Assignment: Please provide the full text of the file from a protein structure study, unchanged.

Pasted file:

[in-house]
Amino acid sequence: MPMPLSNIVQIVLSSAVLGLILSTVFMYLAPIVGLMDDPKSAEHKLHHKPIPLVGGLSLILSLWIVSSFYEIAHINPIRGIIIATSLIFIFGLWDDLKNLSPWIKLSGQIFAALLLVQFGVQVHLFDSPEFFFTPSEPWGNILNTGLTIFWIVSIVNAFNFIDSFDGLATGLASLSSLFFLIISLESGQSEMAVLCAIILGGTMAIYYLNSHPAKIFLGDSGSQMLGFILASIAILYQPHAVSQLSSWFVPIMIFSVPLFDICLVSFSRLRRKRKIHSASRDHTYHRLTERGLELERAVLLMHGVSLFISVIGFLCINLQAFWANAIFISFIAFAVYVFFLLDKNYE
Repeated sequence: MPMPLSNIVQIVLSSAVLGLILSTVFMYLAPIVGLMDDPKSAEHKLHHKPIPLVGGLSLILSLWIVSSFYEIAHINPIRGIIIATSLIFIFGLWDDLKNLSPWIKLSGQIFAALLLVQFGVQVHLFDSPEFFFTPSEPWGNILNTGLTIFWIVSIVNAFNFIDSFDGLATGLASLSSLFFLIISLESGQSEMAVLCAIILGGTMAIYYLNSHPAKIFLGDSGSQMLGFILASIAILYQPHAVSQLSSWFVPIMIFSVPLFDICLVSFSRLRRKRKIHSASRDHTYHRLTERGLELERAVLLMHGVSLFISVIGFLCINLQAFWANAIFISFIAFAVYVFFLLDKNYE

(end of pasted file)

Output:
[in-house]
Amino acid sequence: MPMPLSNIVQIVLSSAVLGLILSTVFMYLAPIVGLMDDPKSAEHKLHHKPIPLVGGLSLILSLWIVSSFYEIAHINPIRGIIIATSLIFIFGLWDDLKNLSPWIKLSGQIFAALLLVQFGVQVHLFDSPEFFFTPSEPWGNILNTGLTIFWIVSIVNAFNFIDSFDGLATGLASLSSLFFLIISLESGQSEMAVLCAIILGGTMAIYYLNSHPAKIFLGDSGSQMLGFILASIAILYQPHAVSQLSSWFVPIMIFSVPLFDICLVSFSRLRRKRKIHSASRDHTYHRLTERGLELERAVLLMHGVSLFISVIGFLCINLQAFWANAIFISFIAFAVYVFFLLDKNYE
Repeated sequence: MPMPLSNIVQIVLSSAVLGLILSTVFMYLAPIVGLMDDPKSAEHKLHHKPIPLVGGLSLILSLWIVSSFYEIAHINPIRGIIIATSLIFIFGLWDDLKNLSPWIKLSGQIFAALLLVQFGVQVHLFDSPEFFFTPSEPWGNILNTGLTIFWIVSIVNAFNFIDSFDGLATGLASLSSLFFLIISLESGQSEMAVLCAIILGGTMAIYYLNSHPAKIFLGDSGSQMLGFILASIAILYQPHAVSQLSSWFVPIMIFSVPLFDICLVSFSRLRRKRKIHSASRDHTYHRLTERGLELERAVLLMHGVSLFISVIGFLCINLQAFWANAIFISFIAFAVYVFFLLDKNYE